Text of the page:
There could be no greater contrast to the beautiful image of a mother holding her infant child than the chilling displays our nation saw in recent days. Lawmakers in New York cheered with delight upon the passage of legislation that would allow a baby to be ripped from the mother’s womb moments before birth. These are living, feeling, beautiful babies who will never get the chance to share their love and dreams with the world. And then, we had the case of the governor of Virginia where he stated he would execute a baby after birth. To defend the dignity of every person, I am asking the Congress to pass legislation to prohibit the late-term abortion of children who can feel pain in the mother’s womb. Let us work together to build a culture that cherishes innocent life. And let us reaffirm a fundamental truth — all children — born and unborn — are made in the holy image of God.

This was a historic moment for the fight to stand for those who cannot speak for themselves, unborn babies. We must give thanks to God for a president willing to stand in the gap, when so many have wavered because of political considerations, and speak truth. He should be celebrated for his courageous stance for life.

He spoke compassionately about the people of Venezuela: “We stand with the Venezuelan people in their noble quest for freedom — and we condemn the brutality of the Maduro regime, whose socialist policies have turned that nation from being the wealthiest in South America into a state of abject poverty and despair.”

President Trump had strong words against the socialist policies that continue to creep into our country. He said, “Here, in the United States, we are alarmed by new calls to adopt socialism in our country. America was founded on liberty and independence – not government coercion, domination, and control. We are born free, and we will stay free.”

I was glad to remind my twitter followers that by standing against socialism, we stand in favor of religious liberty. History bears witness to the abuses against the church and the freedom of all peoples to worship God as they see fit, under socialist regimes.  That is one reason why President Trump showed his compassion for the American people as he said, “Tonight, we renew our resolve that America will never be a socialist country.”

There was much more. He spoke of health care and fighting AIDS and cancer, again using powerful examples of the lives for which he is fighting.

He finished with these powerful words, invoking our motto (still), “In God We Trust”:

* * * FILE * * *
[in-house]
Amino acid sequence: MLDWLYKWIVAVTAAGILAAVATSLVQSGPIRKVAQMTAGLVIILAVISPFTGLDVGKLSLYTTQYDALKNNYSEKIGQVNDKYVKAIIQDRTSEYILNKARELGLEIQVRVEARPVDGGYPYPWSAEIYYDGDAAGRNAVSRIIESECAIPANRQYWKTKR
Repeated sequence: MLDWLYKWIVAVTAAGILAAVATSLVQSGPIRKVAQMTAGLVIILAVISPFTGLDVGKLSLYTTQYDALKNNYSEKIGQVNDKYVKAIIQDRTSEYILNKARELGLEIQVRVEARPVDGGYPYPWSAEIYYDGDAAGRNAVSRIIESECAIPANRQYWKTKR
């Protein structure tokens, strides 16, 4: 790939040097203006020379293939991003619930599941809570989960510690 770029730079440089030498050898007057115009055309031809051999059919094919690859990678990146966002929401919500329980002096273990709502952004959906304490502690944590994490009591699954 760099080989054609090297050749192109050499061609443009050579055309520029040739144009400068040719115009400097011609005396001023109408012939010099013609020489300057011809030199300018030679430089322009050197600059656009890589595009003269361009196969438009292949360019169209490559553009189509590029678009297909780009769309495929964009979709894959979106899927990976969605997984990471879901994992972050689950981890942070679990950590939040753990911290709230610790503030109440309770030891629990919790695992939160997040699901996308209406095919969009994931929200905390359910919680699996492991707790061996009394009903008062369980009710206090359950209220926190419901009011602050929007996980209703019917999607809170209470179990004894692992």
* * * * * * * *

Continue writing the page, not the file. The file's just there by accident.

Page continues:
This is the time to rekindle the bonds of love and loyalty and memory that link us together as citizens, as neighbors, as patriots. This is our future — our fate — and our choice to make. I am asking you to choose greatness. No matter the trials we face, no matter the challenges to come, we must go forward together. We must keep America first in our hearts. We must keep freedom alive in our souls. And we must always keep faith in America’s destiny — that one nation, under God, must be the hope and the promise and the light and the glory among all the nations of the world! Thank you. God bless you, God bless America.

So, I will forever remember this State of the Union Address as the compassionate one. I’ll tell my children and my children’s children that it was delivered in 2019 by President Donald J. Trump. I’ll tell them I count myself privileged to have watched it.

Mario Diaz, Esq. is CWA’s general counsel. Follow him on Twitter @mariodiazesq.

Conservatives Support Rao

By | LBB, Legal, News and Events | No Comments

Neomi Rao, President Donald J. Trump’s nominee to take over the seat left vacant by Justice Brett Kavanaugh at the United States Court of Appeals for the District of Columbia Circuit, has come under unfair attack by the left for some conservative writings in her college days.  But as the Wall Street Journal noted:

The real motive for destroying Ms. Rao is maintaining progressive control of the D.C. Circuit to rubber stamp the left’s agenda on climate change, health care and more. Then Senate Majority Leader Harry Reid packed the court during the Obama years, but Ms. Rao replacing Justice Kavanaugh won’t alter the composition of the court.

Concerned Women for America Legislative Action Committee (CWALAC) sent a letter of support to the Senate Judiciary Committee, saying: